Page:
808-537-4308 [email protected] Century Square 1188 Bishop Street Ste 1003, Honolulu, HI

2018 Legislative Recap

Our state legislature has adjourned.  We are safe for another year (mostly).  This was a particularly heavy year for ocean related proposals but we did the best we could.  Below are just some of the reasons your membership is so important:


  • A sunscreen ban (oxybenzone).  The 2017 bill (which we helped kill) would have made you the “sunscreen police” placing enforcement of the ban on your customers right on your shoulders.  This year’s bill took that out resulting in only a retail sales ban effective 1/1/21.
  • A resolution (legislative request) for agencies to ID Best Practices to address biofouling in harbors for next year.


  • A propeller ban for all motorized boats in near shore waters.
  • Expanding the definition of “commercial activity” used by DLNR to assess the 3% boating fee.
  • Establishing penalties and fines for all anti-(sting) ray actions.
  • Establishing limited liability for lifeguards (could be a forerunner for liability exemptions for ocean tourism).
  • Appropriate $$$$ for a day use mooring buoy program and after spending the appropriation, then establish user fees to sustain the cost.
  • Make use permits for Ala Wai subject to renewal by auction (a very bad precedent for commercial users).
  • Require rules to regulate noise in harbors.
  • Transfer the small boat harbor program from DLNR back to Dept. of Transportation.
  • Transfer Kihei Small Boar Harbor to the Kahoolawe Island Reserve Commission for them to run.
  • Set up a special Enforcement Division in the Attorneys General office for DLNR violations.
  • Adopt rules to regulate watersport excursion companies.
  • Authorize a Lipoa Point user access fee program charging $___ per passenger on the boat.
  • Appropriate money for a training academy for DOCARE officers.
  • Ban alcohol and drinking while in state waters and less than 1000 feet from the shore or beach.


  • Provides for wage secrecy for current and prospective employees (can not disclose, discuss or inquire about current or past wages).
  • Establishes a paid family leave program.  Both employee and employer pay into a fund.  For now the law only authorizes a study group to come up with how long, how much, etc.
  • Further clarifies employee marijuana use with a medical certificate.  We got the language prohibiting an employer from discharging, disciplining or discriminating removed but the subject will come back next year.


  • Raise the minimum wage to  $15.00 in 2020.
  • For a company with 50 employees or more require paid meal breaks and rest periods.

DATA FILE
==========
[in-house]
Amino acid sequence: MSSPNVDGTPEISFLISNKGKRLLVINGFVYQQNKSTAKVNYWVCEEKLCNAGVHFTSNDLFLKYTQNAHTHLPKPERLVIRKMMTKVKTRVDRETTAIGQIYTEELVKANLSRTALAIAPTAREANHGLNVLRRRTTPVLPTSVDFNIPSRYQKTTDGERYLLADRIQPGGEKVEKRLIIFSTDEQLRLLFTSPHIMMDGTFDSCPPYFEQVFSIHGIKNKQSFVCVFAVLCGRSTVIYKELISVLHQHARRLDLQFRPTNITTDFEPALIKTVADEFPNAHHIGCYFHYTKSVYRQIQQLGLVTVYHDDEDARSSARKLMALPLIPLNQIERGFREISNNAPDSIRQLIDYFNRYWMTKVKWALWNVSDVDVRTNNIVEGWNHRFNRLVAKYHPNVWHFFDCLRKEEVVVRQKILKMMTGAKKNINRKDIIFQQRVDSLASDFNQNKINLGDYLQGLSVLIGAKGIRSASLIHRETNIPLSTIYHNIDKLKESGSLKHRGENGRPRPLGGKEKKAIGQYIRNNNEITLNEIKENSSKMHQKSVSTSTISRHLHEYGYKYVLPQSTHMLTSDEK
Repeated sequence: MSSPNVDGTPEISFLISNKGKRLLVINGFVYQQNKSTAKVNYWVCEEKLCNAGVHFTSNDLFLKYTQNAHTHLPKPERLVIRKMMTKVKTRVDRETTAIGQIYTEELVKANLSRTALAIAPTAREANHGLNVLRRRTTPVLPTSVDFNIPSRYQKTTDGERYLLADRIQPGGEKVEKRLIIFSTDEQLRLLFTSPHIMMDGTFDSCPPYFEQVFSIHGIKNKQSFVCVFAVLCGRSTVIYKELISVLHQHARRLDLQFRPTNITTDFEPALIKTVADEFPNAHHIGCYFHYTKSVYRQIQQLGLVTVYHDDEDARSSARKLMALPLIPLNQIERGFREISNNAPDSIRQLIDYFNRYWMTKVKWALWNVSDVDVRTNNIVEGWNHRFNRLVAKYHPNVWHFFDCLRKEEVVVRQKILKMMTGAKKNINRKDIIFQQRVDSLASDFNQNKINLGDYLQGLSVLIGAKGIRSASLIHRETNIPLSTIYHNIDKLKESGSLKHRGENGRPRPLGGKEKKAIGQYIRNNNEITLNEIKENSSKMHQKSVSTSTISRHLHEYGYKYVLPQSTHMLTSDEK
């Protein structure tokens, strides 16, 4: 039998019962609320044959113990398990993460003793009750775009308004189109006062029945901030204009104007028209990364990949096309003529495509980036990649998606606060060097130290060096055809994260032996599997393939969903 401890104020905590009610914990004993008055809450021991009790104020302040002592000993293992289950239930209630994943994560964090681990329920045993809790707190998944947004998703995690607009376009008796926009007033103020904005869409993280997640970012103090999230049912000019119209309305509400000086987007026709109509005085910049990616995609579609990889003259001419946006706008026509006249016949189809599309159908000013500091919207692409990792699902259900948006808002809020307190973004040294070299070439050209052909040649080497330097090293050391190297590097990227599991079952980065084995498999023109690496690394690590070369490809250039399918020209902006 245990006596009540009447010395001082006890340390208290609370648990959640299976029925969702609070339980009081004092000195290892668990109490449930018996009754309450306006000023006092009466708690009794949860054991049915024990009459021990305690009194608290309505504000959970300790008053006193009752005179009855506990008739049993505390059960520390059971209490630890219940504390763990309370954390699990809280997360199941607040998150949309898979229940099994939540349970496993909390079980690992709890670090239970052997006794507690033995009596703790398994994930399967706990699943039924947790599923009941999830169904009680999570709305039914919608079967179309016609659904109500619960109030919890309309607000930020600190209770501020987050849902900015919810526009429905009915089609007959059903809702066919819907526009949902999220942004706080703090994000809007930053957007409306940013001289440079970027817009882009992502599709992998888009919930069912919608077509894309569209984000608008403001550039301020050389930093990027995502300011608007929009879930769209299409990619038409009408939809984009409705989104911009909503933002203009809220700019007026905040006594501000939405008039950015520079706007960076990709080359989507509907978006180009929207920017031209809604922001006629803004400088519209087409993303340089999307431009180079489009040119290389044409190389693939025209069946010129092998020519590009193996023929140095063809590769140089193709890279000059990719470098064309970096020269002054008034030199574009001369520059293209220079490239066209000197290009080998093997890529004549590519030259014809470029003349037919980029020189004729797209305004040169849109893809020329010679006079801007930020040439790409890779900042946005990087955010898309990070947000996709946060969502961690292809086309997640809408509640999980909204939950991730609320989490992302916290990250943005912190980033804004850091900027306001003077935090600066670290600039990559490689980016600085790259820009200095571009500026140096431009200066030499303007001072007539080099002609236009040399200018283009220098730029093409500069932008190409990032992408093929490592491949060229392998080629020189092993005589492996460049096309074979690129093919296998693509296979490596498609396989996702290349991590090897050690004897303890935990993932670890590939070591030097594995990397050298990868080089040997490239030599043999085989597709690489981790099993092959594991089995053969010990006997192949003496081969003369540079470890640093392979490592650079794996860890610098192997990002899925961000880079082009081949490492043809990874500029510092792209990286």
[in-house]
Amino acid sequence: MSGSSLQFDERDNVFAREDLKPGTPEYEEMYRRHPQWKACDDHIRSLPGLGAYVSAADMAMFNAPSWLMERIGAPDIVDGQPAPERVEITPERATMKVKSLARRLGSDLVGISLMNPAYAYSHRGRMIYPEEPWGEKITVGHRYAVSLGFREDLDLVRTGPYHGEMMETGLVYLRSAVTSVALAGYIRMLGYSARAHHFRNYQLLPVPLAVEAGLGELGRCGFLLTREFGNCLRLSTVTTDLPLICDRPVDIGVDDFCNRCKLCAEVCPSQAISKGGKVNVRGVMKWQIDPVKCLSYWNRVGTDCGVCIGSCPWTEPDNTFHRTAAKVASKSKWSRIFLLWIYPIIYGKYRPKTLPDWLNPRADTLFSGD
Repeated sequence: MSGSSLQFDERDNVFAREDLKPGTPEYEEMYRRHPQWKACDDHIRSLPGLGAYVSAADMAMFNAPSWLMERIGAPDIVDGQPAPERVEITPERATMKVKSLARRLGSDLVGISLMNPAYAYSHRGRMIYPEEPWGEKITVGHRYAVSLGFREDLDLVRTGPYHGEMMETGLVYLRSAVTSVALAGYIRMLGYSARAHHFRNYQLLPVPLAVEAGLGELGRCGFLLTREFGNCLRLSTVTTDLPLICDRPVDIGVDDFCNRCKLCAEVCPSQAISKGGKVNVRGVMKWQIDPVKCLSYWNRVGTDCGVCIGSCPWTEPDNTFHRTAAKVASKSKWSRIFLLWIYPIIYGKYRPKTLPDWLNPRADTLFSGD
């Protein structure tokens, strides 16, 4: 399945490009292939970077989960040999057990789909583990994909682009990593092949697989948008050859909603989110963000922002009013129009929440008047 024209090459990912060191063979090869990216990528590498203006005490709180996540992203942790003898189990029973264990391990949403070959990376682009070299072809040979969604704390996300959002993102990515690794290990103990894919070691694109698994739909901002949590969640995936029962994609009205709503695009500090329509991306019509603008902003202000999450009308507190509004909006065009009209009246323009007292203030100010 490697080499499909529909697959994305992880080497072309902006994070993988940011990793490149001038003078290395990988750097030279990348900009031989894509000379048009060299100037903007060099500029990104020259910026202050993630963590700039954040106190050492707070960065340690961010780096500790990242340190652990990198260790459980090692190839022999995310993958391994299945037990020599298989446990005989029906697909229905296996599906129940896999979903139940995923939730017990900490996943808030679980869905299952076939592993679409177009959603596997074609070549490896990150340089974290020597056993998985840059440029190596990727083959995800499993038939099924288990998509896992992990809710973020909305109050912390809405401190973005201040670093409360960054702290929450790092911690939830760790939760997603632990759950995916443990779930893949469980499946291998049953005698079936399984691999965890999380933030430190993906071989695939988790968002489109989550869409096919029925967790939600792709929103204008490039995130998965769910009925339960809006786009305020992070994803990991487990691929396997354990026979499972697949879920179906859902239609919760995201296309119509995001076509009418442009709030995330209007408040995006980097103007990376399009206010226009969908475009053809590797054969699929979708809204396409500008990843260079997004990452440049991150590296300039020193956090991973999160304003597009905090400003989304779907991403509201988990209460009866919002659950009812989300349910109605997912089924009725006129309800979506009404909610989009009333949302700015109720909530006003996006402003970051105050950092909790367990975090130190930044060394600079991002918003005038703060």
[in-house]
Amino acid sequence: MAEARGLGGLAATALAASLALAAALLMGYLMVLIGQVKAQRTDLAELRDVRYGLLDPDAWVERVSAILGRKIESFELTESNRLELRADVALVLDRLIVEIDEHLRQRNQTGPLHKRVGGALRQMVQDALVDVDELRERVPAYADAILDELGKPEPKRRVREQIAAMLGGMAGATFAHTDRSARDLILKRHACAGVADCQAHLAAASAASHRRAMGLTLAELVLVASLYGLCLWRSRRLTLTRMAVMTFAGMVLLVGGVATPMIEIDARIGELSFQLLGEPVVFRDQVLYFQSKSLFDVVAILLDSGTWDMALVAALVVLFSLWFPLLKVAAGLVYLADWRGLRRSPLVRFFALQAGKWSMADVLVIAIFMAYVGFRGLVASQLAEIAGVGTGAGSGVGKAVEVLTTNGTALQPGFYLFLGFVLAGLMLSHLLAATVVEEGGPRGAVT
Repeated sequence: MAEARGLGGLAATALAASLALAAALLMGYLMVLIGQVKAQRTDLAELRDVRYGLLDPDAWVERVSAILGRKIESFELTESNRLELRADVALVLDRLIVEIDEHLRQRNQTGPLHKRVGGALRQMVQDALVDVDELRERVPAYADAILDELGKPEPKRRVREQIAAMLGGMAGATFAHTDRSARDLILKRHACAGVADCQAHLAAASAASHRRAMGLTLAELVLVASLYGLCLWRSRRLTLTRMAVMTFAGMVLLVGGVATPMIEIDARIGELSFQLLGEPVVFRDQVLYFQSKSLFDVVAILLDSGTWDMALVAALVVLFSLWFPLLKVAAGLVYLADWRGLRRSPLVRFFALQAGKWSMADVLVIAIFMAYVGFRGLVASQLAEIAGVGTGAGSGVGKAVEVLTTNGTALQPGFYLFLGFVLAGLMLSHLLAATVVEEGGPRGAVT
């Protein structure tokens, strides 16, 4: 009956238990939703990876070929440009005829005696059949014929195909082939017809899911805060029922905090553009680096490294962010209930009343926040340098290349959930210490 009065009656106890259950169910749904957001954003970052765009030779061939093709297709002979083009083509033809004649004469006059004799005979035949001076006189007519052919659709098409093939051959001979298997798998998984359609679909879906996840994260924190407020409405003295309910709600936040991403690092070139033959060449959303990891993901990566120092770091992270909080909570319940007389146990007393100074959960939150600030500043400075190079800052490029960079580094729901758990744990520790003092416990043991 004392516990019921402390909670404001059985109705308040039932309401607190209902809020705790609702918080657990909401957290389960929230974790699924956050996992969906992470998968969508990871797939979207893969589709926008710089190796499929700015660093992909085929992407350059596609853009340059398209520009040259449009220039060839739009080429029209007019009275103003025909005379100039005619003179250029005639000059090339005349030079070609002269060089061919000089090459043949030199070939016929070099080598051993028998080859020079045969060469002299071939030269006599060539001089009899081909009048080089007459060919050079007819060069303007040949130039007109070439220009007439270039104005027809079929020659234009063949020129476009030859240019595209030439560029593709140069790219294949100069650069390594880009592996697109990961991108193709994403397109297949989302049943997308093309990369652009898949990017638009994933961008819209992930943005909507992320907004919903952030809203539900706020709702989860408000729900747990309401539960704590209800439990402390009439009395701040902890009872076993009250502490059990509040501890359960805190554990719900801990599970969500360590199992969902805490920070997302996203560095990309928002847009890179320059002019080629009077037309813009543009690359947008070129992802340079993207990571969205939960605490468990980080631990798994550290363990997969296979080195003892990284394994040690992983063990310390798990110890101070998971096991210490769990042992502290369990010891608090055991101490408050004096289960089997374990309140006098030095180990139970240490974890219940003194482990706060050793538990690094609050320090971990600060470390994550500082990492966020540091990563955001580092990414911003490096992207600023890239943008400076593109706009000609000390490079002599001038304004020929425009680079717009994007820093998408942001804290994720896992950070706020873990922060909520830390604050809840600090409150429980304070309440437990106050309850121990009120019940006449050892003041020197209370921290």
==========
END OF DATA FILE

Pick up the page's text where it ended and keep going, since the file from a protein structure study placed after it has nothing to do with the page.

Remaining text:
• Provide all employees with advance notice of work schedule changes in advance and if not pay OT.
  • Require all employers to provide paid sick leave.

ocean tourism coalition logo



OTC fought for and got the first day use mooring permits despite environmental opposition saying we would damage the environment. We want to be known as the people who leave only bubbles.

OTC was a prime mover of legislation to create the Small Business Regulatory Review Board allowing for a Small Business Bill of Rights to be enacted and an appeals mechanism to protest burdensome and nonsensical regulations.

OTC modified proposals that would have eliminated the penalty waiver provision of the Small Business Regulatory Review Board for environmental violations.

OTC has been a prime proponent of the concept that berthing rights are essential to the continuation of the business and unless a permittee is in violation of laws, the renewal of the slip should be protected.

OTC fought for an increase in slip fees to head off efforts by some who think we should pay even more, like 10 – 15% of our gross revenue. This helped to lock in fees and generated income to DOBOR which in turn allowed them to receive $10 – $15 million a year of “free” federal money for harbors.

OTC got the first piece of legislation passed in 2008 that allows for interharbor use without the payment of additional fees.

OTC sponsored the resolution to encourage a haul-out facility for Maui and the Big Island.

OTC rewrote proposed salvage laws so the owner has first crack at getting his vessel off the reef his way instead of letting DLNR do it any old way.

OTC intervened in legislation to set fines of up to $10,000 per square meter of damaged stony coral in 2008. More to come in 2009.

OTC killed proposals to ban any commercial activity in Marine Life Conservation Districts on Maui, Kauai, Hawaii and Oahu.

Because OTC exists we often get a seat at the table and sometimes can request a veto of bad rules or laws before they get too far down the road.